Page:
Five months before Scotland hosts the crucial Cop26 climate summit, its government is under fire for failing to meet its own emissions targets.
The Scottish government acknowledged its aim of reducing greenhouse gas emissions by 55 per cent compared to 1990 levels had not been achieved.
Emissions fell by 51.5 per cent up to 2019, making it the third year in a row the target was not reached.
Jamie Livingstone, the head of Oxfam Scotland, said ministers could make “no more excuses”.
“On the eve of the most significant global climate talks for years being hosted in Glasgow, the Scottish government has scored a hat-trick of own goals by missing its annual emissions targets three years in a row,” he said.
“Climate change is wrecking lives, homes and communities, and pushing people deeper into poverty.”
Monica Lennon, a member of the Scottish Parliament from the opposition Labour Party, said the missed targets were “not good enough in a climate emergency”.
“In the year of Cop26, when Scotland should be leading the world, we are instead failing on the basics,” she said.
While the UK as a whole has the presidency of Cop26, the devolved Scottish government has spoken of its desire to demonstrate strong climate action.
The city of Glasgow has a target of becoming carbon neutral by 2030.
Michael Matheson, Scotland’s Cabinet Secretary for Net Zero, Energy and Transport, told politicians climate neutrality was a “very challenging journey”.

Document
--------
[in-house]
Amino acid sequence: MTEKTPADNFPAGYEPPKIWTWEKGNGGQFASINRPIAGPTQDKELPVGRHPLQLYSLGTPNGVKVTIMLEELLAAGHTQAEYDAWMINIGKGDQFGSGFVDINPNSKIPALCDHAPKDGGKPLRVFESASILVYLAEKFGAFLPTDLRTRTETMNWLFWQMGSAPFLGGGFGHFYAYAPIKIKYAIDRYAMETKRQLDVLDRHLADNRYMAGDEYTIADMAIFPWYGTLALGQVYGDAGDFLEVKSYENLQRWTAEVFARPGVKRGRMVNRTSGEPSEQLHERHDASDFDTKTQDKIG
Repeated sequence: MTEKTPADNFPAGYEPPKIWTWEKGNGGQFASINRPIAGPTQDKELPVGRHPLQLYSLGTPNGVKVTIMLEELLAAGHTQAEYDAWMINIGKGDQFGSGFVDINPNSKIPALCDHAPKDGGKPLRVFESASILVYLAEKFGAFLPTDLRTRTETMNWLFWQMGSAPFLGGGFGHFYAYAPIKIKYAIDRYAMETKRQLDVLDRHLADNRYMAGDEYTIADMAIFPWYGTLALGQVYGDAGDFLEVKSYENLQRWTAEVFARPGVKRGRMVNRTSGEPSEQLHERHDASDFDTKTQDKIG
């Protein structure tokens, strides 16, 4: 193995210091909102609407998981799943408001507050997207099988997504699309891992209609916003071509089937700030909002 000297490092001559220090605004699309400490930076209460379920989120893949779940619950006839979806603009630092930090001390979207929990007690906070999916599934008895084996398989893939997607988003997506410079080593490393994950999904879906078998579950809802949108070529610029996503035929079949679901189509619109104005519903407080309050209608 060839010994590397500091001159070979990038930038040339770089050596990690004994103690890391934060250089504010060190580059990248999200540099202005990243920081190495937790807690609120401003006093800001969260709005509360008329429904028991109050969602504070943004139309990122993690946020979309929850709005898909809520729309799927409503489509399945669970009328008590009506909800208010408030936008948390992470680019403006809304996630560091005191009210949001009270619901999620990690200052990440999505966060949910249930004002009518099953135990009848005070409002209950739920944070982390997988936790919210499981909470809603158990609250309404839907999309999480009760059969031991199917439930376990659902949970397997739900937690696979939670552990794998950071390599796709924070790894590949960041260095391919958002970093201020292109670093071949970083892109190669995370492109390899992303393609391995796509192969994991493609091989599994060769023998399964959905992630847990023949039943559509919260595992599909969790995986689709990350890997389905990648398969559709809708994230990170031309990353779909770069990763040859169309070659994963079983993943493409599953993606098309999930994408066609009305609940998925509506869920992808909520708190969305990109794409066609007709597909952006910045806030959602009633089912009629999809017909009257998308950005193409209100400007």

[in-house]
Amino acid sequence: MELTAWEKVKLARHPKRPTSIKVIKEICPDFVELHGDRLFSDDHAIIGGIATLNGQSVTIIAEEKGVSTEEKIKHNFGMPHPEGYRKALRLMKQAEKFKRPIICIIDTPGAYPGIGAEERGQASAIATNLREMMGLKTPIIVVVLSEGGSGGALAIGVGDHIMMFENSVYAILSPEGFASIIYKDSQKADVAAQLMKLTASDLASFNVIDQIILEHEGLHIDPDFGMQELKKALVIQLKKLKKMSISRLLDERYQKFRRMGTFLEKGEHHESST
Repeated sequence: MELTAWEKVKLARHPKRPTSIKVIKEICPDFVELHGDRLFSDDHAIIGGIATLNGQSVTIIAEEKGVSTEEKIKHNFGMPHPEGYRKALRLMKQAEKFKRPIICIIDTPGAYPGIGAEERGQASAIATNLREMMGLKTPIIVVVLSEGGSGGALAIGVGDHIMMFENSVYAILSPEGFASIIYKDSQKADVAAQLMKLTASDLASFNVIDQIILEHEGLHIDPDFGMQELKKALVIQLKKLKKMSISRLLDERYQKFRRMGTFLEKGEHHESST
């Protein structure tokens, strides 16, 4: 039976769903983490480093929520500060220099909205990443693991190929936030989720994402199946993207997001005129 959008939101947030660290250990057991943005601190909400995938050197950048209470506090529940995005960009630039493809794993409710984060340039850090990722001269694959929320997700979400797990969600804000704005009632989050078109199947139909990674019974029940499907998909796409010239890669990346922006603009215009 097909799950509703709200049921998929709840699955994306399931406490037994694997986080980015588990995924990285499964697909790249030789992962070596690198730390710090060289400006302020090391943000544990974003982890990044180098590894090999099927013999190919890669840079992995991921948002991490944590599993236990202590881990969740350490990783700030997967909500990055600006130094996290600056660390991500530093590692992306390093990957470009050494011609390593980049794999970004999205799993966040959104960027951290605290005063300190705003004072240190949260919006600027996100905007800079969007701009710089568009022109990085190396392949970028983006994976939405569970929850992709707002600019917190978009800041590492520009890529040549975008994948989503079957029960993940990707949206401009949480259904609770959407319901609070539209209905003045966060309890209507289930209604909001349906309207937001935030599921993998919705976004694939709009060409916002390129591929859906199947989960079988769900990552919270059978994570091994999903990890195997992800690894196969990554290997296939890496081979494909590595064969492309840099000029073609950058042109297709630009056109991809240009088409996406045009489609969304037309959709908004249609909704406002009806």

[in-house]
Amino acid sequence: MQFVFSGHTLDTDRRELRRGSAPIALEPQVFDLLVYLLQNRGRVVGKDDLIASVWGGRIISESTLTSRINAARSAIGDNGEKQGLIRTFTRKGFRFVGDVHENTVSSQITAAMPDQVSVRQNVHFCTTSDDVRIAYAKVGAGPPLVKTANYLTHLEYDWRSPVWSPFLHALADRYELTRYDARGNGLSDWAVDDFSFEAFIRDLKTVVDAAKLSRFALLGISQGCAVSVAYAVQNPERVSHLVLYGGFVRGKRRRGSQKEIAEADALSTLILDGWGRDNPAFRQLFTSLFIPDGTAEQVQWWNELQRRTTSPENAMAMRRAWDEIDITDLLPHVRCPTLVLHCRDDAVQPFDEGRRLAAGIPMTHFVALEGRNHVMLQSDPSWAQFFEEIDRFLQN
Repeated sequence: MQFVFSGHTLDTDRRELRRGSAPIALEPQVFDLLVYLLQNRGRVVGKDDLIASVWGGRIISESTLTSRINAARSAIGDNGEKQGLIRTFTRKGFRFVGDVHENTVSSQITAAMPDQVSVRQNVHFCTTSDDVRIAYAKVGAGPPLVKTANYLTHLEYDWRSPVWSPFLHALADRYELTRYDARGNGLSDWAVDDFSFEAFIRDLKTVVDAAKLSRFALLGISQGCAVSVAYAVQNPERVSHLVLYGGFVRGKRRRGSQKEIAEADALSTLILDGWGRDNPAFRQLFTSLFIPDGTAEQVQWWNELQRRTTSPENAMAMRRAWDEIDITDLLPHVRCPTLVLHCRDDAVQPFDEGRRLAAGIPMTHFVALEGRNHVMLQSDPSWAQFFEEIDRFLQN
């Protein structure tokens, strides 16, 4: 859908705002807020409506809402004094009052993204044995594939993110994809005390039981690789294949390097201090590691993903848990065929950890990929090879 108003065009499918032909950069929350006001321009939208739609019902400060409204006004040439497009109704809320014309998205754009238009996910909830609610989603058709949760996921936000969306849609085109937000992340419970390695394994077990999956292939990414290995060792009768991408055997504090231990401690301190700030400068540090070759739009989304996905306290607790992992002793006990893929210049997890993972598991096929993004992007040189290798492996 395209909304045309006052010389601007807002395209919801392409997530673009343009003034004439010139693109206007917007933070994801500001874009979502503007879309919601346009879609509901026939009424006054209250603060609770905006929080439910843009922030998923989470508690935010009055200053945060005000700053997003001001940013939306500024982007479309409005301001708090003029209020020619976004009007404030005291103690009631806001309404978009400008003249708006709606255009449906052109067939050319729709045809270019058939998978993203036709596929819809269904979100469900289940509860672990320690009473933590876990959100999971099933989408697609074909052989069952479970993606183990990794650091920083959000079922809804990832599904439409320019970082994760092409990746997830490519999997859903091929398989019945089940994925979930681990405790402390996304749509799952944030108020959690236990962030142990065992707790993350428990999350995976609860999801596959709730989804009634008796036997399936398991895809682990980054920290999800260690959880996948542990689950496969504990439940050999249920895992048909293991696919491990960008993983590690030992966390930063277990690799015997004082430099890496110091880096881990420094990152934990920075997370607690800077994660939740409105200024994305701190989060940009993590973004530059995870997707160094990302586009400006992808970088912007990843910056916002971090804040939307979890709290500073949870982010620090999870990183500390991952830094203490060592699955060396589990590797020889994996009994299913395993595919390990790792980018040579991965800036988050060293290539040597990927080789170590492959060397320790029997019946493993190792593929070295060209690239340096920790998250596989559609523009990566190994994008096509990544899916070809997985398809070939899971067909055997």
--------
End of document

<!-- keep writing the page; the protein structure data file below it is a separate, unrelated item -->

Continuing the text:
“Whilst it is undoubtedly disappointing that the annual target has not been met, the figures do still show good progress,” he said.
“We continue to outperform the UK as a whole in delivering long-term reductions, and crucially, we are now over halfway to becoming a net zero society.”
He said the figures up to 2019 did not cover the effects of Covid-19 or new policies over the past year.
Experts say emission cuts caused by the pandemic were relatively small and not likely to last once the crisis was over.
As Cop26 draws nearer, G7 leaders promised at their summit last weekend to accelerate efforts to cut emissions.
But the figures in Scotland came as a report said Britain as a whole was not adapting fast enough to the effects of climate change.
The 142-page Climate Change Committee report said the UK needed to do more to protect against the risks of flooding, drought and biodiversity loss.
It said the average land temperature in Britain had risen by about 1.2°C from pre-industrial levels.
World leaders have a target of keeping the global increase below 1.5°C.